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reducing trigger pull...

Discussion in 'Gunsmithing and Repairs' started by quiknot, Oct 28, 2006.

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  1. quiknot

    quiknot Member

    Jan 17, 2006
    I recently acquired an older Harrington / Richardson Arms .22cal 7 shot revolver...the trigger pull requires a great deal of pull...is there a way I can reduce it to make it easily for me and my wife to handle?

  2. mete

    mete Member

    Dec 31, 2002
    In general trigger pulls can be improved but it's not an amateur's job . Take it to a gunsmith.
  3. Sir Aardvark

    Sir Aardvark Member

    Jan 9, 2005
    Southern California
    Pretty much what mete said.

    But... of course there are options:

    There are four things that I can think of that can be done to lessen a trigger pull; the first 3 you can do yourself, the 4th would best be performed by someone who knows what he's doing, such as a gunsmith.

    1) Take the grip off of your handgun. Completely hose out the action of your handgun with Gunscrubber thru the hammer and trigger openings. Use an air compressor to blow it dry. Hose everything out again with Breakfree and once again use the air compressor to blow out any excess oil. Sometimes by clearing out all of the crud in the action you'll find that the results can be amazing!.

    2)Take it apart and use hone stones and 600 grit wet/dry sandpaper to smooth all of the internal parts that rub together. Sometimes by just reducing the friction between the parts you'll get a slight but noticable improvement in trigger feel.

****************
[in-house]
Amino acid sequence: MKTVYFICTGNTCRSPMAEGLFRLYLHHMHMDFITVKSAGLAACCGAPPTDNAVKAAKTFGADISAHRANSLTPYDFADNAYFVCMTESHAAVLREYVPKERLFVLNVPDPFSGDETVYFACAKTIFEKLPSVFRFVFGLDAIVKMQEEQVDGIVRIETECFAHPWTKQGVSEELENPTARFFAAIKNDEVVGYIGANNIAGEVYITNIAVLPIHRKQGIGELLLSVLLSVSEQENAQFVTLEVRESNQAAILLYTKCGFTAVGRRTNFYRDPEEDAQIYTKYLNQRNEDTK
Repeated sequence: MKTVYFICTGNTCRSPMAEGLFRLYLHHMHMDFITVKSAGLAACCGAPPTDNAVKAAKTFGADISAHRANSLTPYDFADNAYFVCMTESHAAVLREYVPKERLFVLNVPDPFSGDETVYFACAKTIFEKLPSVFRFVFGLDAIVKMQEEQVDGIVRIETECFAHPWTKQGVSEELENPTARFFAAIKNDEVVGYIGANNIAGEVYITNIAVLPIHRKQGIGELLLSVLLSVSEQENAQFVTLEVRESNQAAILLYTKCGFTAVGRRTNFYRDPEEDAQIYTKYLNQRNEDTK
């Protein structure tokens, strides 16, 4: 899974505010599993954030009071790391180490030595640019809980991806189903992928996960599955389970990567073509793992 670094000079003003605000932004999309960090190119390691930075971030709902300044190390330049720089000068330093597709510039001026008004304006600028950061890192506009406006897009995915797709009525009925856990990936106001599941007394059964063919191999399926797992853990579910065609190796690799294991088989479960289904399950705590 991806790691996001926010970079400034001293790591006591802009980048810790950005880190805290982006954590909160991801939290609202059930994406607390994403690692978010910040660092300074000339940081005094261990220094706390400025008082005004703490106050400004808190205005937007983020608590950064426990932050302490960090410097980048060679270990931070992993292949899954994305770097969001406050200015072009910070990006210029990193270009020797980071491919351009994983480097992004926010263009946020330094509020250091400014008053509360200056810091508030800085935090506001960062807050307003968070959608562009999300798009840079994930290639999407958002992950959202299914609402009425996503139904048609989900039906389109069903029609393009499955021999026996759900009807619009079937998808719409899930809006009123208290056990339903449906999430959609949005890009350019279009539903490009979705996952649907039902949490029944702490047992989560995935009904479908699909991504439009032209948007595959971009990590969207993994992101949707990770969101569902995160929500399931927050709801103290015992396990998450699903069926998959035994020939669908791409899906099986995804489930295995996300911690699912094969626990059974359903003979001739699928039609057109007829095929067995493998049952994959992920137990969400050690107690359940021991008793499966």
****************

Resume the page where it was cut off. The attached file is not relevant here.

3) Do #2 above and also replace the springs with lighter ones (if available). This will definitely reduce the trigger pull.

    4) Change the angle on the sears. Obviously, This is something only a qualified gunsmith should do and is probably unnecessary or unneeded in the vast majority of cases.
  4. dfaugh

    dfaugh Member

    Dec 10, 2004
    I've done a few "trigger jobs" myself, just by doing that...Now that DOESN'T mean breaking out the Dremel and Grinding alot of material (if it need alot of work, get thee to a gunsmith). But on older guns, the wear surfaces are usually obvious, and a some light honing and polishing can improve things immensly. Also, I coat those surfaces with white lithium grease and that helps alot, although you need to re-apply fairly frequently. DON'T us grease in areas that are exposed to lots of dirt and such, as it'll only accumulate, quickly.
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